posts tagged with 'apples'

cider economics

For Backyard Farm Club yesterday folks came over to our house to press cider. We got through all the drop apples we've been saving—the ones that hadn't turned entirely into gross decay, that is—and bottled nearly three-quarters of a gallon of delicious appley goodness (then drank half of that, in very small servings, with our snack). With the pressings we did before that brings our total to around 1 1/2 gallons, worth $16.50 at Chip-In Farm prices! Or $12.00 if you go to Whole Foods (I don't even count the cheaper grocery store cider; if it isn't locally pressed it's kind of something different). Even if we take that Whole Foods price, that means we just need to produce 48 1/2 more gallons to break even on our equipment costs! Um, does anyone have any fruit they want pressed?

cider flowing out of the press into a jar

let the cider flow!

appley ever after

One of the things that's feeling a little stressful in this busy busy time is the couple bushels of apples sitting on our kitchen floor. For whatever reason, despite the drought this was a great year for apples. It wasn't anything I did; wild crab apple trees are coming out with bumper crops too. But we're benefiting, because we have way more apples than we've ever gotten before. Three or four times more! Lots of them are far from perfect, of course—most of them we pick up off the ground—but all the ones we bring inside are good for something. More cider is in our plans, and jelly. There are more than enough solid northern spies to make a few good pies. And even amidst the bruises and insect damage there's a goodly number of beautiful, perfect apples, that feel like an amazing gift: apples that when you bite into them juice drips down your chin. It's the life, I tell you! Now if only I didn't have anything else to do so I could deal with them with the attention that they deserve!

pressing matters

Last winter Leah and her parents gave me a cider press for Hanukkah. Super exciting, but naturally I had to wait quite a while to use it. A little over a week ago we brought it along to a Backyard Farm Club grape harvest and pressing date, where it performed nobly; perfect for a warm-up. Then yesterday we put it to its true purpose for the first time.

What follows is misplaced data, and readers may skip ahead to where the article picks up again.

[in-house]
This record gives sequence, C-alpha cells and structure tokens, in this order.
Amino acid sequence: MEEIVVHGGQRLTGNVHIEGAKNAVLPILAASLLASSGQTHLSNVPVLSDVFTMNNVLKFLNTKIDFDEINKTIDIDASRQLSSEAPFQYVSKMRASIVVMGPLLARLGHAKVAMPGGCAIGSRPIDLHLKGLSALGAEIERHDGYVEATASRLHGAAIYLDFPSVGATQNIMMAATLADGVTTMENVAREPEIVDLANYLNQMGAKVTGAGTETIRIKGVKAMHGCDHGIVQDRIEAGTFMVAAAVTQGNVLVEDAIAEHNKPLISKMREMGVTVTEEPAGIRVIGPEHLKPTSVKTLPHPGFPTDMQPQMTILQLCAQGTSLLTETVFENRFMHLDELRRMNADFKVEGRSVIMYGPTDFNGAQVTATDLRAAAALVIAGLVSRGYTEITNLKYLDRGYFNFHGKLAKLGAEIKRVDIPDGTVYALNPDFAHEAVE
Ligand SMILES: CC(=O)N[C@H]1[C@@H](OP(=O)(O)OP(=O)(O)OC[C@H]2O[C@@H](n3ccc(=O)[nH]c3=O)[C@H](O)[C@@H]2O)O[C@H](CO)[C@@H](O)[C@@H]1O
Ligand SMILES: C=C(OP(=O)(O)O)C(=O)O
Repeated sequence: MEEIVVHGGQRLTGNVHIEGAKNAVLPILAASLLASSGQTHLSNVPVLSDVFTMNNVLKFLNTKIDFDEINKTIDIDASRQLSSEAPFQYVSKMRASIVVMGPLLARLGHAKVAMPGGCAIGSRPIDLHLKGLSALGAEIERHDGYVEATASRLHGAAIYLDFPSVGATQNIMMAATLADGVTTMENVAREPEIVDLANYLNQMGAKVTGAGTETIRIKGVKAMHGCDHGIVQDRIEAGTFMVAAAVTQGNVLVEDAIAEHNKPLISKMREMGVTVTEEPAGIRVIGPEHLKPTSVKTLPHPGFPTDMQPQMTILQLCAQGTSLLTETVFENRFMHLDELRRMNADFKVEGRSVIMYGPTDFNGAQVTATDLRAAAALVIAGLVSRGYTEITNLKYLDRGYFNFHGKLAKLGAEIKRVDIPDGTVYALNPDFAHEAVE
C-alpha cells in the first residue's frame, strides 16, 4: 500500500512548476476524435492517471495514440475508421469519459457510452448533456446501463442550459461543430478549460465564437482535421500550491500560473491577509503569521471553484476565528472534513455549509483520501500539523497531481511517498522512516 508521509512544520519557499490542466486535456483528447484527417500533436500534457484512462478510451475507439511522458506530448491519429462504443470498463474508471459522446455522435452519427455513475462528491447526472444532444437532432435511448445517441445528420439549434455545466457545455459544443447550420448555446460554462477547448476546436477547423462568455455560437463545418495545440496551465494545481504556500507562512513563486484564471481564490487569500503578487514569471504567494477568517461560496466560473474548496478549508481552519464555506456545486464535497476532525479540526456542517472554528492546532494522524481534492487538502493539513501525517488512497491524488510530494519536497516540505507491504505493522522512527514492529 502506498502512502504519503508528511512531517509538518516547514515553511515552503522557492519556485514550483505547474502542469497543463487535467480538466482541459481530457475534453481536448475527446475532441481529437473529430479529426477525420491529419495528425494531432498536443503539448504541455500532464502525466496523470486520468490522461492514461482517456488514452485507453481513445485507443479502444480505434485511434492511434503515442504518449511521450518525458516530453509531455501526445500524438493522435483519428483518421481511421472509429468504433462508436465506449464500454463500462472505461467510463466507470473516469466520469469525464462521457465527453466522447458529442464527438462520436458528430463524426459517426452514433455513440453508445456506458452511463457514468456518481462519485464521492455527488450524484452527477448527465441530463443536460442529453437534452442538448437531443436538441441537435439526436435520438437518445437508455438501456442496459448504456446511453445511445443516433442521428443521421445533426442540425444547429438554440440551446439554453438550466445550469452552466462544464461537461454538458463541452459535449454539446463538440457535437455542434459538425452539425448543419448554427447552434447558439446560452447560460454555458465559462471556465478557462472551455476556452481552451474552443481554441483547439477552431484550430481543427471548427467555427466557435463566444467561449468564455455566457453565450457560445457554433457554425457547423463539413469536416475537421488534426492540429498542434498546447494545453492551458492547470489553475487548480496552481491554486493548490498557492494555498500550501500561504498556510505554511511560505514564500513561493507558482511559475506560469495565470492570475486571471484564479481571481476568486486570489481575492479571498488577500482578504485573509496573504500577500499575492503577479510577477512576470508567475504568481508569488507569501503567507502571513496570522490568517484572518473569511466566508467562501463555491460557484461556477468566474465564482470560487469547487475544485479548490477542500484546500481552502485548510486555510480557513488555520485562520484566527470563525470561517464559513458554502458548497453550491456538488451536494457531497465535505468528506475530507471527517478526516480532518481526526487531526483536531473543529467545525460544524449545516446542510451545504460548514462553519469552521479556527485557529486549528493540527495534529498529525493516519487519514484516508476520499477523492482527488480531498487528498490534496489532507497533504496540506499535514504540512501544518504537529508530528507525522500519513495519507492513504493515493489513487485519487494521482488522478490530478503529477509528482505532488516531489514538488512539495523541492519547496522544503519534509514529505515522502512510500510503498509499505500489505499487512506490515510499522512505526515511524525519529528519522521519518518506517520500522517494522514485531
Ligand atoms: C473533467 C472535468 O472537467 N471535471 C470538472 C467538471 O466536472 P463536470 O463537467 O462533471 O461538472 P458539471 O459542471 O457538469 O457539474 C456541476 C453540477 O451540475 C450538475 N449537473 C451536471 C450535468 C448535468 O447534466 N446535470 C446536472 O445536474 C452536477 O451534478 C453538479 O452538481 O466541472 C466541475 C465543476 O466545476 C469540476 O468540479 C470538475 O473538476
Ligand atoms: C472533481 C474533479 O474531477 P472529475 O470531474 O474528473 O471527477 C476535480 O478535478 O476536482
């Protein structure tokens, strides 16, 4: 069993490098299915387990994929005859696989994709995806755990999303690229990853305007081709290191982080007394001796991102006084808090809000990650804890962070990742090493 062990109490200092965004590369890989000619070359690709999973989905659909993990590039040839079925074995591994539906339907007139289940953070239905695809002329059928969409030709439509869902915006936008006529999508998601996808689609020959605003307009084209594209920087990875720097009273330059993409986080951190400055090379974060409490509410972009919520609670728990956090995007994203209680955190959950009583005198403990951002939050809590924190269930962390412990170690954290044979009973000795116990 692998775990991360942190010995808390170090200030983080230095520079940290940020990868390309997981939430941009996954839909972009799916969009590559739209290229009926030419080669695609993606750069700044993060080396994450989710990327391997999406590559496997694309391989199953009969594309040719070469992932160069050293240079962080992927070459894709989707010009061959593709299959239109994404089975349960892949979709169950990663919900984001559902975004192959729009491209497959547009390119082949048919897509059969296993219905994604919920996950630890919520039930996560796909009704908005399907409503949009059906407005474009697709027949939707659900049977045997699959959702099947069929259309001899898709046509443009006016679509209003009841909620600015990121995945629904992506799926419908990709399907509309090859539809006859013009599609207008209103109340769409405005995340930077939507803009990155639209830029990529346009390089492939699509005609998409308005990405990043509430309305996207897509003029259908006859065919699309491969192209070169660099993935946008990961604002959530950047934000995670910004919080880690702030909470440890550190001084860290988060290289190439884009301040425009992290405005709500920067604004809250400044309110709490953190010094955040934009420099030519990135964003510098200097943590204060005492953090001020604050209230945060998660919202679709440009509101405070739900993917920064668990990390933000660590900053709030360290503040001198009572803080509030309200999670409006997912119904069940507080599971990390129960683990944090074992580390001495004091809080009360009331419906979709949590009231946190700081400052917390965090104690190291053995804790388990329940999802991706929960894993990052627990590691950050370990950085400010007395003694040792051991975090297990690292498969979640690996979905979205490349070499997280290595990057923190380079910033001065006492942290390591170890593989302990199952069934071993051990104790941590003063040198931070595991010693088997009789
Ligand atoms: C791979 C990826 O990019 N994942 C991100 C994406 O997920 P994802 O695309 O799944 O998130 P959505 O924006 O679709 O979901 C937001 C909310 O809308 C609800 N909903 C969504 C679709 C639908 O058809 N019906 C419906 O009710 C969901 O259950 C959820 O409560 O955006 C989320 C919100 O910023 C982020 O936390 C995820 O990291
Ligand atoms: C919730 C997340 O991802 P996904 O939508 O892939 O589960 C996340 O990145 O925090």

Zion cutting up apples at the kitchen table, Elijah turning the press behind him

cider time

Despite the drought our apple trees are doing quite well this year... or at least, they're producing lots of apples. Most of them are pretty small, and lots of them were knocked off by last Friday's storm (not to mention all the other things that are constantly knocking down apples). Plenty of the drops are fine to eat, but we have so many—including plenty with cuts and bruises that started attracting fruit flies as soon as we brought them inside—that we pretty much had to do something drastic with them. Like make cider!

One slight problem is that we don't have an apple grinder. My generous gift-givers didn't realize that cider making is actually a two-stage process: first you need to crush the apples before you can press them, or else no juice will actually come out. Instead, we used the food processor (after first coring and slicing the apples and cutting out the bruises and worms). We did five and a half Cuisinart bowls full, which we estimate was maybe 40 apples (but we're not really sure). Some hard work on the crank of the press netted us just over a quart of cider.

I don't know if that's any good; internet research suggests that many apples could produce a gallon, but I don't know how much the small size and dryness of our droughty apples contributed to our reduced total, as opposed to the unsuitability of the food processor for its part of the job. It it worth it to buy a grinder? The cheapest ones are close to $150 on Amazon, with ad copy that suggests they're designed and constructed by people for whom English is not their first language ("Enjoy the nature,how happy they are smiling!"). But then again, speaking English shouldn't in any way be a requirement from making great cider! So maybe we'll try to pick one up before we press again. Though I don't know how soon that'll be: I'm starting to hear requests for apple pies...